When I was growing up, a worker could provide for a family. Nowadays wages go down or don't even rise with inflation. There a numerous charts comparing wages to productivity, and they all show that productivity constantly rises while wages default or even are dropping.

In my mind that's what really will explode in everyone's face at some point. People won't sit idly by indefinetely watching the shiny lights on the hill. At some point this is going to get very ugly.
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27-03-2017, 08:37 AM
RE: WWlll
Looking at many of the weaknesses of our infrastructure, sometimes I can't help but sit back and fantasize about how much damage a semi-organized insurgency could do if they had half a clue what they were doing. And I'm not just talking about cyber threats. I think people get carried away with the technology and underestimate the threats posed by much less sophisticated means within the context of a nation filled to the brim with easily accessible targets.

I often reference this example of a situation that could have been much, much worse. As it stands, a 19 minute attack using less than $40 worth of ammunition caused over $15 million in damages, and could have easily been much worse.

http://money.cnn.com/2015/10/16/technolo...ower-grid/

In addition to that, it's worth mentioning a completely different form of indirect damage. In addition to that $15 million, many times more than that was ultimately spent to increase security in order to reduce the chances of something like that happening again. From the time civilization was composed of societies numbering more than a few hundred people, making feigns or seemingly insignificant attacks in order to force an adversary to spread it's resources thin has been an extremely effective tactic. And as spread out and vulnerable as our infrastructure is, we're simply not equipped to have it all adequately defended from attacks like the above mentioned. At least not with current technology.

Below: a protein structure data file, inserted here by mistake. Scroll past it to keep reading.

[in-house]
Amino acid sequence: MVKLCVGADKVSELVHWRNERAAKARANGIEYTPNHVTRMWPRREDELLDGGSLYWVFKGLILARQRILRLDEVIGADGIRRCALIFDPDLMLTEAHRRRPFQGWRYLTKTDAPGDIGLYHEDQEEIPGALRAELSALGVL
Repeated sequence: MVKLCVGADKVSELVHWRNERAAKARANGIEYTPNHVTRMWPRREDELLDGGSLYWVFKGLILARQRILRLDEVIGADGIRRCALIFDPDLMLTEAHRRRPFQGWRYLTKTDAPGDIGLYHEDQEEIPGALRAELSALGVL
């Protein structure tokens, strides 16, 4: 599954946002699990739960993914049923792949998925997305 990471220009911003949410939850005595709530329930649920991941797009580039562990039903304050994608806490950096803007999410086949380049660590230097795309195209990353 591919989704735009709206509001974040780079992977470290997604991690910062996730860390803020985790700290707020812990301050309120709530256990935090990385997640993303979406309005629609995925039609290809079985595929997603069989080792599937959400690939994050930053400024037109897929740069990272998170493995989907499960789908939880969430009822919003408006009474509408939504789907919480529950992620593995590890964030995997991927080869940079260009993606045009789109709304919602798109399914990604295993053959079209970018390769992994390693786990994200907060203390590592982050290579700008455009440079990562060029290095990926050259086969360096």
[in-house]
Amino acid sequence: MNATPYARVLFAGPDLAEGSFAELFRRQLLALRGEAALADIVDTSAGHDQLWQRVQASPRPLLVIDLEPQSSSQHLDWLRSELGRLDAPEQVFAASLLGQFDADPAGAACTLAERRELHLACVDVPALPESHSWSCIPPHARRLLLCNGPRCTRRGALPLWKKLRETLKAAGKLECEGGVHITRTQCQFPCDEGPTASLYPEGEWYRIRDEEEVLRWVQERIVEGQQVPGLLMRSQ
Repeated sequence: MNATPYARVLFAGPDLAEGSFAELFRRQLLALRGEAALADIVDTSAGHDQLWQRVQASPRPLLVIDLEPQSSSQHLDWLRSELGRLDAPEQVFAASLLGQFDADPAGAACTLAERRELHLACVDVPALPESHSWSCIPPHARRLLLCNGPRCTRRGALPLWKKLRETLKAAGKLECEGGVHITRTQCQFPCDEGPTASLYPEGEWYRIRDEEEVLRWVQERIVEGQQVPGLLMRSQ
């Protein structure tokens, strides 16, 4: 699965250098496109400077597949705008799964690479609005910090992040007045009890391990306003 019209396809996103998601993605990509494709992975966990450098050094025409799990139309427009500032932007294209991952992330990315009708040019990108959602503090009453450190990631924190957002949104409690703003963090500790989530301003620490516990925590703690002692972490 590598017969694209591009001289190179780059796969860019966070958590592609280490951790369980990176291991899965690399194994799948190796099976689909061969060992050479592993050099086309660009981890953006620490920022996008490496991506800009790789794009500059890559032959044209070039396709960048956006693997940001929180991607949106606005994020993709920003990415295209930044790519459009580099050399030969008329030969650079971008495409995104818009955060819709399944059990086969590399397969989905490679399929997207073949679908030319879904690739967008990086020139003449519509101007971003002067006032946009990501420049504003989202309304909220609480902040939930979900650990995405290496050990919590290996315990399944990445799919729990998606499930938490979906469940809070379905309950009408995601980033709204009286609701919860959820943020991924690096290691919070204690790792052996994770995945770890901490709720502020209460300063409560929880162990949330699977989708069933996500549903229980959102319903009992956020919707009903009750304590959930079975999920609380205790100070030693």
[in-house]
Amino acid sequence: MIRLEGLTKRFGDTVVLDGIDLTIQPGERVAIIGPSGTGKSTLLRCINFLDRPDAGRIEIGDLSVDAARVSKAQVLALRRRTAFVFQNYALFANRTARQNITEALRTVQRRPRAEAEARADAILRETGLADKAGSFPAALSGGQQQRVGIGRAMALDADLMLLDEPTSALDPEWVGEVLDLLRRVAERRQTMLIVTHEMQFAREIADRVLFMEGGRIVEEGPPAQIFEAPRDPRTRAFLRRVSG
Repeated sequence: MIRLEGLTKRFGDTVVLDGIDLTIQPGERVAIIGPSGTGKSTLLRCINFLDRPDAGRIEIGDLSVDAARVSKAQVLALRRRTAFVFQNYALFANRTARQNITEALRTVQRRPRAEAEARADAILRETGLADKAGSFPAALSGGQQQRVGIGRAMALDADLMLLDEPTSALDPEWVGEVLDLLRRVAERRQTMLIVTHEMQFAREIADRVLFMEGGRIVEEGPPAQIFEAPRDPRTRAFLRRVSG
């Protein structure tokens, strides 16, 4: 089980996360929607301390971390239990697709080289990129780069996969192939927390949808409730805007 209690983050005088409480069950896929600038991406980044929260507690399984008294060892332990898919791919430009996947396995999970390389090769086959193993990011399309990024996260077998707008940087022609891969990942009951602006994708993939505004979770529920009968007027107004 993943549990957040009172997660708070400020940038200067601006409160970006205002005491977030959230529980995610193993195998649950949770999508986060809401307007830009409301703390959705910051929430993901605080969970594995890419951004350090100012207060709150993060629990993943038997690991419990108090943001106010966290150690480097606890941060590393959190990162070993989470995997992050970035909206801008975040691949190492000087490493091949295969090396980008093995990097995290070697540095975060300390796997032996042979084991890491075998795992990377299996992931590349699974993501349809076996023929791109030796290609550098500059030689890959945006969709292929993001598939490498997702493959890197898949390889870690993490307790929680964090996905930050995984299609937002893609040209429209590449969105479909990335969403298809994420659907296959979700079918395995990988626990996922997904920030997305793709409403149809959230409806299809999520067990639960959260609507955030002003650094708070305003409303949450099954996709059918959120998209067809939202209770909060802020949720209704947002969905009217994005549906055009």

I don't agree that we're at the point where conventional manpower has become obsolete in the face of rapidly advancing automated drone technology, but I think we eventually will be. Maybe not for another 20, 50, or 100 years, but eventually.

Insofar as resource competition is concerned, I'm all about promoting space exploration with the intent of ultimately making the mining of (relatively) close planets and/or other celestial objects practical. My (highly unpopular) opinion is that this should take priority over other generally considered to be important priorities like health care. A big feat, to be sure, but the potential reward is astronomical. The (within our reach) asteroid 16 Psyche, for example, is estimated to contain something to the tune of $10,000 quadrillion worth of rare metals. And I'm unconfident enough in our ability to get along and manage the limited resources we have here that, regardless of what challenges we face in the short term, I believe our best chance at a better long term word is to find ways to get enough of what we need elsewhere that we don't have the need (whether real or perceived) to kill each other over it here.

'Murican Canadian
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27-03-2017, 09:32 AM
RE: WWlll
Quote:16 Psyche, for example, is estimated to contain something to the tune of $10,000 quadrillion worth of rare metals.

Wow. I know it's fiction but have you read Kim Stanley Robinson?

What you wrote makes me think of his book 2312.

That's what we need. Outside the box thinking. Our old ways and ideas (mine included) haven't worked.
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27-03-2017, 09:58 AM
RE: WWlll
(27-03-2017 09:32 AM)ImFred Wrote:  
Quote:16 Psyche, for example, is estimated to contain something to the tune of $10,000 quadrillion worth of rare metals.

Wow. I know it's fiction but have you read Kim Stanley Robinson?

What you wrote makes me think of his book 2312.

That's what we need. Outside the box thinking. Our old ways and ideas (mine included) haven't worked.

I haven't, but maybe I'll pick it up. I have a lot of reading time at work.

'Murican Canadian